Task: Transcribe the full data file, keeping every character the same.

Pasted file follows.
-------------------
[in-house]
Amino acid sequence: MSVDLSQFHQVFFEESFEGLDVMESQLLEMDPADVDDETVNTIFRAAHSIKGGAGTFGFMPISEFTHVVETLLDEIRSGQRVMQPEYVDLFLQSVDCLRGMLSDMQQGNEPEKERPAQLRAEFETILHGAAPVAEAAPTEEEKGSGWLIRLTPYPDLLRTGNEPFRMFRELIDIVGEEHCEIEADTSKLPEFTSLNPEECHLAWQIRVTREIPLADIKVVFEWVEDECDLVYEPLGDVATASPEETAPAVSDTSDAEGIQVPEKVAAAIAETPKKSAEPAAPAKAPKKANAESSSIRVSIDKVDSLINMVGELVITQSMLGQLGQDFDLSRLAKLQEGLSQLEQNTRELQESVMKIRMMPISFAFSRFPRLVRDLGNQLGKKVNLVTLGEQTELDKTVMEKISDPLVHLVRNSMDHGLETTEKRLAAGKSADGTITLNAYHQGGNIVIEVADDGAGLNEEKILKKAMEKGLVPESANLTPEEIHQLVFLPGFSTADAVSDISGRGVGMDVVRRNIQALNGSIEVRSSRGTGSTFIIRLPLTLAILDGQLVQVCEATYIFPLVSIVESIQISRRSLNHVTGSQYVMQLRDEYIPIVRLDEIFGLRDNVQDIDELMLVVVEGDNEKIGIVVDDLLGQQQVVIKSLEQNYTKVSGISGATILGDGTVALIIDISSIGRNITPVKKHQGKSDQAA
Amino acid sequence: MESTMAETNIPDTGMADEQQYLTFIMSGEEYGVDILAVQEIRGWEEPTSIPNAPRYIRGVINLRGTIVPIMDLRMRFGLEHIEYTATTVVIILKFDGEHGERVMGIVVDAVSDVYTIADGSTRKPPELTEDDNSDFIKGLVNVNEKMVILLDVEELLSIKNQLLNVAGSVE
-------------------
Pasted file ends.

[in-house]
Amino acid sequence: MSVDLSQFHQVFFEESFEGLDVMESQLLEMDPADVDDETVNTIFRAAHSIKGGAGTFGFMPISEFTHVVETLLDEIRSGQRVMQPEYVDLFLQSVDCLRGMLSDMQQGNEPEKERPAQLRAEFETILHGAAPVAEAAPTEEEKGSGWLIRLTPYPDLLRTGNEPFRMFRELIDIVGEEHCEIEADTSKLPEFTSLNPEECHLAWQIRVTREIPLADIKVVFEWVEDECDLVYEPLGDVATASPEETAPAVSDTSDAEGIQVPEKVAAAIAETPKKSAEPAAPAKAPKKANAESSSIRVSIDKVDSLINMVGELVITQSMLGQLGQDFDLSRLAKLQEGLSQLEQNTRELQESVMKIRMMPISFAFSRFPRLVRDLGNQLGKKVNLVTLGEQTELDKTVMEKISDPLVHLVRNSMDHGLETTEKRLAAGKSADGTITLNAYHQGGNIVIEVADDGAGLNEEKILKKAMEKGLVPESANLTPEEIHQLVFLPGFSTADAVSDISGRGVGMDVVRRNIQALNGSIEVRSSRGTGSTFIIRLPLTLAILDGQLVQVCEATYIFPLVSIVESIQISRRSLNHVTGSQYVMQLRDEYIPIVRLDEIFGLRDNVQDIDELMLVVVEGDNEKIGIVVDDLLGQQQVVIKSLEQNYTKVSGISGATILGDGTVALIIDISSIGRNITPVKKHQGKSDQAA
Amino acid sequence: MESTMAETNIPDTGMADEQQYLTFIMSGEEYGVDILAVQEIRGWEEPTSIPNAPRYIRGVINLRGTIVPIMDLRMRFGLEHIEYTATTVVIILKFDGEHGERVMGIVVDAVSDVYTIADGSTRKPPELTEDDNSDFIKGLVNVNEKMVILLDVEELLSIKNQLLNVAGSVE